A hymn is a type of song, and partially synonymous with devotional song, specifically written for the purpose of adoration or prayer, and typically addressed to a deity or deities, or to a prominent figure or personification. The word hymn derives from Greek ὕμνος (hymnos), which means "a song of praise". A writer of hymns is known as a hymnist. The singing or composition of hymns is called hymnody. Collections of hymns are known as hymnals or hymn books. Hymns may or may not include instrumental accompaniment.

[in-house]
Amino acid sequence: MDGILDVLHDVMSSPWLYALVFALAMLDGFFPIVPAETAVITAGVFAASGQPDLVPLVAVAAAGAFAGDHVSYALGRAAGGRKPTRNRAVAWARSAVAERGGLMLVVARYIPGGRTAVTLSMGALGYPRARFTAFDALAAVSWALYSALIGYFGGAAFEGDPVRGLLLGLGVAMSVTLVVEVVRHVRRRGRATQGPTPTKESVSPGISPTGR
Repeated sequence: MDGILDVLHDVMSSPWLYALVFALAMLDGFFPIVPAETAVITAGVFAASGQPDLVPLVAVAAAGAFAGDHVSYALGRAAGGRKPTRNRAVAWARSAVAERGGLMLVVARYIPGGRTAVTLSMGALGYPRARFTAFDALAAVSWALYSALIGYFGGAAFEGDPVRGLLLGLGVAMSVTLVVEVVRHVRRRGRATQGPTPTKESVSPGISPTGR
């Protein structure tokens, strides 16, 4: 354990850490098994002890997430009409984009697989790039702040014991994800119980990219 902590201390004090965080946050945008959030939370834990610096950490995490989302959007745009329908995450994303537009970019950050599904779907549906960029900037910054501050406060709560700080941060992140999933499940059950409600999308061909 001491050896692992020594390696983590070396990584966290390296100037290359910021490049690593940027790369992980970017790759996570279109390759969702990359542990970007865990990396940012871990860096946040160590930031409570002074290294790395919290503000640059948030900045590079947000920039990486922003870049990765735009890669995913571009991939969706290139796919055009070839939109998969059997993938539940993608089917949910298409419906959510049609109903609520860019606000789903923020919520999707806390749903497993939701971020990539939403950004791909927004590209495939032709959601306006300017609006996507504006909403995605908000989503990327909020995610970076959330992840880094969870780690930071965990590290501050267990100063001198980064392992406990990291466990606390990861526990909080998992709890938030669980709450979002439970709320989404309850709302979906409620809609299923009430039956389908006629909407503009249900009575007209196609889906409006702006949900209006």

Although most familiar to speakers of English in the context of Christianity, hymns are also a fixture of other world religions, especially on the Indian subcontinent (stotras). Hymns also survive from antiquity, especially from Egyptian and Greek cultures. Some of the oldest surviving examples of notated music are hymns with Greek texts.
Ancient Eastern hymns include the Egyptian Great Hymn to the Aten, composed by Pharaoh Akhenaten; the Hurrian Hymn to Nikk